It’s time to Rethink—in addition to Reduce, Reuse, Recycle. Much has changed over the last 40 years in technologies and characteristics as well as disposal/diversion methods of the solid waste we all produce.
Issue Team Chair: Ann Murphy, firstname.lastname@example.org
While managing solid waste is a smaller percentage of the contributions to climate change impacts, there are so many actions that citizens can take individually. But it’s not just about individual responsibility, but also getting companies to take responsibility for the waste their products create.In recent years the Legislature has passed bills relating to
In this session there will be continued efforts on bills that didn’t make it in the 2022 session. Look for bills on (will post bill numbers as soon as they come available):
The new efforts in “Extended Producer Responsibility (EPR). Incentivizing plastic waste reduction and better recycling outcomes will lead to creating a circular economy to divert waste from disposal.
League priority bills are in bold below.
|House Bills||House||Senate||After Passage|
|Bill #||Bill Name (Brief Title)||League Position||Take Action||In Committee||On Floor Calendar||Passed||In Committee||On Floor Calendar||Passed||Passed Legislature||On Governor's Desk||Signed|
|SHB 1033||Evaluating compostable product usage in Washington.||Support
|SHB 1047||Concerning the use of toxic chemicals in cosmetic products.||Support
|SHB 1085||Reducing plastic pollution
Right to Repair (digital electronic repair)
These weekly updates will provide you with a "deep dive" into the progress of each bill, along with more analysis of the potential impact of the bill if it should pass.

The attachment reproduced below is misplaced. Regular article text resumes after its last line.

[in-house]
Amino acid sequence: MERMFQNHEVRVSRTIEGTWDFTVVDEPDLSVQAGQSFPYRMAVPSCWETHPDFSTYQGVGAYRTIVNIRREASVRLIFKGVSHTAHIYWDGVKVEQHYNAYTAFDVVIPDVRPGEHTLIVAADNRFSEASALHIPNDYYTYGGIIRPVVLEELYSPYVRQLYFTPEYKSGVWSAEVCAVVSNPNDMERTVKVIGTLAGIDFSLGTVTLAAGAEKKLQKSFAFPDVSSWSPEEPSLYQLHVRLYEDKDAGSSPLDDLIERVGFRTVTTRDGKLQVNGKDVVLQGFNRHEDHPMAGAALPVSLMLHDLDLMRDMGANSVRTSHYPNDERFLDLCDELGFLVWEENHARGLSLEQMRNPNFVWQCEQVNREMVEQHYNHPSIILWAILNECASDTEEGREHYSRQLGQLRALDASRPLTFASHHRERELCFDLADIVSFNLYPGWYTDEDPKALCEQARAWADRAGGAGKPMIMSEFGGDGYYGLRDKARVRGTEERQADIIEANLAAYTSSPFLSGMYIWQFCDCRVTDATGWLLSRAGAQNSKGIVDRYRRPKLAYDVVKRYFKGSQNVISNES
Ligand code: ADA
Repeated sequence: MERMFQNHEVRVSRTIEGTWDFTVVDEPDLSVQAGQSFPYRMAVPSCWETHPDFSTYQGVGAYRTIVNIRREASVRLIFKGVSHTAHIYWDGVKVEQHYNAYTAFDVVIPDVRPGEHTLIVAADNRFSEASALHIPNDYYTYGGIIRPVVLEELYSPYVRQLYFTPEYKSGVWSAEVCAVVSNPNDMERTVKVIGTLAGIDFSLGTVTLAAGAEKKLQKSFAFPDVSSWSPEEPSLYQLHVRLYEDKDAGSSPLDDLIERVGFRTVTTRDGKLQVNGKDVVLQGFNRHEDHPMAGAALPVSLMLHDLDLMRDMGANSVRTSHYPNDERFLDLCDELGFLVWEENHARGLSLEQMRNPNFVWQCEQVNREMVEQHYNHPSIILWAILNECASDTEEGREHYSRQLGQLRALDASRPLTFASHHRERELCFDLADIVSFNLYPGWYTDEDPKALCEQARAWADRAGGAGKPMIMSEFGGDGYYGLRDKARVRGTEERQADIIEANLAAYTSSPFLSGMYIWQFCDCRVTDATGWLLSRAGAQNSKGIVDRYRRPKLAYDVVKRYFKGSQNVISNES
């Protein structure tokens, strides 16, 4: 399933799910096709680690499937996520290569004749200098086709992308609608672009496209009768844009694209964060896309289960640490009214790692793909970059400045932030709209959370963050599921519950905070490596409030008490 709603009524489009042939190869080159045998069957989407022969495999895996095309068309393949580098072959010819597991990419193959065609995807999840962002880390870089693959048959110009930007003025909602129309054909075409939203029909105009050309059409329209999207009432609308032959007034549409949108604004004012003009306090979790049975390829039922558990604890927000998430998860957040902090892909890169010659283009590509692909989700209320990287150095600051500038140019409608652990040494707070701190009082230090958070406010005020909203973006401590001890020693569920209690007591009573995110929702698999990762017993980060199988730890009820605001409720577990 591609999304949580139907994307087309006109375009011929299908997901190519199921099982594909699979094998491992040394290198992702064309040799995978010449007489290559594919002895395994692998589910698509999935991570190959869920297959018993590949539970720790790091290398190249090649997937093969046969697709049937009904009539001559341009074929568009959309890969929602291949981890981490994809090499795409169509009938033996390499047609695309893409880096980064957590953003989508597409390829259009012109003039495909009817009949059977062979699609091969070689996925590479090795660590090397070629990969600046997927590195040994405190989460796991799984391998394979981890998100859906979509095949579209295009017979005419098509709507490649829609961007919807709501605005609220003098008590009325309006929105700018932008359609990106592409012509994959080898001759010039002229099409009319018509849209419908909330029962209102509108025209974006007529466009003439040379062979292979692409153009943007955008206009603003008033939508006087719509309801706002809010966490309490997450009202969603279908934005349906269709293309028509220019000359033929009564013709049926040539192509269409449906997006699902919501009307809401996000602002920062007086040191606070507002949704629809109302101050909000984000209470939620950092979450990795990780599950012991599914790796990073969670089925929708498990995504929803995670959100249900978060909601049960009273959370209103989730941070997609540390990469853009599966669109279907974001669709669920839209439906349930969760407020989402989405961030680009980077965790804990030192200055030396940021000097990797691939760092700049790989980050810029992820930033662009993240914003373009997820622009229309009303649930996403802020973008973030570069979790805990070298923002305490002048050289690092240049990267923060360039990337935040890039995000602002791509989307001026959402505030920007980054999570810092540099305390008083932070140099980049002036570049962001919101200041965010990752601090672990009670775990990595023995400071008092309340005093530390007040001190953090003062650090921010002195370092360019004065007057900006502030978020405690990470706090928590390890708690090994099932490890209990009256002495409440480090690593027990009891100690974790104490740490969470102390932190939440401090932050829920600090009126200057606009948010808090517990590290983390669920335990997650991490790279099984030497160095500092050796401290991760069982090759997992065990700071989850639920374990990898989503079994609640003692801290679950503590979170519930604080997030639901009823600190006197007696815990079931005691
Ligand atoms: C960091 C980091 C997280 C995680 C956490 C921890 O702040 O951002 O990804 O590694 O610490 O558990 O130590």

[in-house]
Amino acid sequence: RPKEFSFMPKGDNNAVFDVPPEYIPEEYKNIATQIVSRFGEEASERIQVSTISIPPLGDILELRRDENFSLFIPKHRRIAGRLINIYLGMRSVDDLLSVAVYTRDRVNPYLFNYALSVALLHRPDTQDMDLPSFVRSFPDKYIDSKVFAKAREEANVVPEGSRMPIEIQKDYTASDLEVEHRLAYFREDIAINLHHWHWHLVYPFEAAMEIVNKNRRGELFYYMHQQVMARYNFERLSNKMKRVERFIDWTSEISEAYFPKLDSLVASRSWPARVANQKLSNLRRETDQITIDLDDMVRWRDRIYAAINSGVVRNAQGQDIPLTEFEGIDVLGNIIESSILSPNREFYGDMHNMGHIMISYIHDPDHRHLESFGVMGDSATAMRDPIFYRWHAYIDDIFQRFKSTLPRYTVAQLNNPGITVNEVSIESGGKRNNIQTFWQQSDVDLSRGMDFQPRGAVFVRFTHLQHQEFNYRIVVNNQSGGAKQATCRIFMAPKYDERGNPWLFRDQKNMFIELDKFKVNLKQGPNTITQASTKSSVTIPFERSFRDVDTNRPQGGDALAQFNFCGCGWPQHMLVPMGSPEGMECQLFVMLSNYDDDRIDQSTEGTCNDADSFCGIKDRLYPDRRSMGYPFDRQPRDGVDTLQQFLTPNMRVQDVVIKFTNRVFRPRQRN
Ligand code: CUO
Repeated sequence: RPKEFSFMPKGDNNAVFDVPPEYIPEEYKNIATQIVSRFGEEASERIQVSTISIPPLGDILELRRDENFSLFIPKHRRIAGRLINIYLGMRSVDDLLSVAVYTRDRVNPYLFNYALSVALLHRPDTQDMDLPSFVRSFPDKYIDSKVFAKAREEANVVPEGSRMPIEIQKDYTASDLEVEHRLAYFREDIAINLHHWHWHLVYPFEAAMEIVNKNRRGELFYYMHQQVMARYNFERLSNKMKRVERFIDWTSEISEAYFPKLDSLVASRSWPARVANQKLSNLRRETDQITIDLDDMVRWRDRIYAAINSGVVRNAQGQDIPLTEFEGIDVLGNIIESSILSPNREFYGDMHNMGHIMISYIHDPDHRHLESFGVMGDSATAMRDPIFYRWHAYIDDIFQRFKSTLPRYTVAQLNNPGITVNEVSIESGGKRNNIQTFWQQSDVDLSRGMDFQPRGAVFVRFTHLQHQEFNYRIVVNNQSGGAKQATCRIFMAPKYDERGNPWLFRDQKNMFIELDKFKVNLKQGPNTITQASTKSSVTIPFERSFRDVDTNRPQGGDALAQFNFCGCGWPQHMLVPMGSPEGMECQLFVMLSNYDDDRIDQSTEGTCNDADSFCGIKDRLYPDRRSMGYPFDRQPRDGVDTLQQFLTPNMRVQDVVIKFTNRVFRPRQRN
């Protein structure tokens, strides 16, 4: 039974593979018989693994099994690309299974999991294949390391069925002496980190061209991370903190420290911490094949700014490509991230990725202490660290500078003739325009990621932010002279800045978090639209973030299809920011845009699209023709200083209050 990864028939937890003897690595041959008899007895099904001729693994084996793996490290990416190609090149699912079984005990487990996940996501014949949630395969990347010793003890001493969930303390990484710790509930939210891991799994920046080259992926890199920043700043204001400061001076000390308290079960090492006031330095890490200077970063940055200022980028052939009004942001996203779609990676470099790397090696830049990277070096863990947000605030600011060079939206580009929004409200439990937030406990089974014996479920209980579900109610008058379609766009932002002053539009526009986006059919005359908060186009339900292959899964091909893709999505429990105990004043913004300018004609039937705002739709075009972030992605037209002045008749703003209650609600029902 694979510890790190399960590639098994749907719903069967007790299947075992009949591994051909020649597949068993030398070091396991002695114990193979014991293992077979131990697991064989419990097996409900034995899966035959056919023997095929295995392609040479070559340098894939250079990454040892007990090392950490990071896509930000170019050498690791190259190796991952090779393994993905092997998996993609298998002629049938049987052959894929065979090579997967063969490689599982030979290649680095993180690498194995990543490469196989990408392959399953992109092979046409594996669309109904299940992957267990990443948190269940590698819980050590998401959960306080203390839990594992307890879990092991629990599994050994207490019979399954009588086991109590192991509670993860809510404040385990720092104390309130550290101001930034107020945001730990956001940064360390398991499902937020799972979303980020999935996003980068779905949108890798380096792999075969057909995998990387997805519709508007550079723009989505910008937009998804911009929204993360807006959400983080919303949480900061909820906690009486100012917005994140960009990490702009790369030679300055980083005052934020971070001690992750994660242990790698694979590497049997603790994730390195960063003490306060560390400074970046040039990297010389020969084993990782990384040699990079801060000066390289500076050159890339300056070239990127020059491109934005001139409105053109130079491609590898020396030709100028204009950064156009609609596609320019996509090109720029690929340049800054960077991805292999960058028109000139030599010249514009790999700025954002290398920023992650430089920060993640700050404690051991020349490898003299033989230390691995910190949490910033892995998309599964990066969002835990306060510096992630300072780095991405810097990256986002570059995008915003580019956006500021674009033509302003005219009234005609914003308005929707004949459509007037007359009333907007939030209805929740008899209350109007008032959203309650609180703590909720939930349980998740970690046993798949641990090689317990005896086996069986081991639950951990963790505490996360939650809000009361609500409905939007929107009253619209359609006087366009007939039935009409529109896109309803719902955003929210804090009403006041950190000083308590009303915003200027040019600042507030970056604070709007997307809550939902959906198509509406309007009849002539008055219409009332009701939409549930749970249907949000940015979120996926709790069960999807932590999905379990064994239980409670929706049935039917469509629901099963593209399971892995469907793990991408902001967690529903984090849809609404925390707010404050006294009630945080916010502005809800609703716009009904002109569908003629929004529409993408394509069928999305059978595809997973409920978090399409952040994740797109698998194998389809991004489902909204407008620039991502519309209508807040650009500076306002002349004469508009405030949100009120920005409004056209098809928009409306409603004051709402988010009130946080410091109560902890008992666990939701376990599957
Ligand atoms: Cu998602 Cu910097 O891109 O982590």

SB 5154 Improving Washington's solid waste management outcomes. WRAP Act. Establishes product stewardship for packaging and printed paper, including recycling and reuse targets, accurate labeling provisions and requirements for post-consumer recycled content in plastic tubs, thermoform containers (e.g., clamshells), and single-use cups. Importantly, the WRAP Act includes a “bottle bill” section. This bill implements the top recommendations in Ecology’s Plastics Study (October 2020) which was required by Senator Rolfes’ SB5397 in 2019 to address our recycling crisis and the increasing amount of plastic pollution. Here is a factsheet.
SB 5144 Providing for responsible environmental management of batteries. Product stewardship bill provides for recycling of all batteries. Similar to a bill in California that was recently signed into law. The bill would make battery manufacturers responsible for the lifecycle of their products, creating an incentive for them to make batteries that last longer or are easier to recycle and providing for convenient and responsible recycling of batteries in a statewide program. The program would include portable batteries and medium batteries (scooters and power tools). Large format batteries (over 25 lbs and 2000 Wh) would be subject to a Ecology study by July 2026, and then potentially other management, including producer responsibility. Here is a factsheet.
SB 5245 Concerning biosolids. Ecology must establish pollutant limits for PFAS chemicals in biosolids, based on the results of the USEPA’s risk assessment for PFAS chemicals in biosolids. Ecology must ensure that biosolids are tested for PFAS chemicals for which this pollutant limit has been established. And land application of biosolids that do not comply with the PFAS chemical pollutant limit would be prohibited.
SB 5287 Concerning a study on the recycling of wind turbine blades Requires the Washington State University extension energy program to conduct a study on the feasibility of recycling wind turbine blades used in Washington. A single turbine blade weighs 12 tons, after 20 to 25 years it needs to be replaced. This very hard to recycle material usually ends up in the landfill. The proposed study should provide information and recommendations on siting facilities in our state and if a state managed product stewardship program could be considered.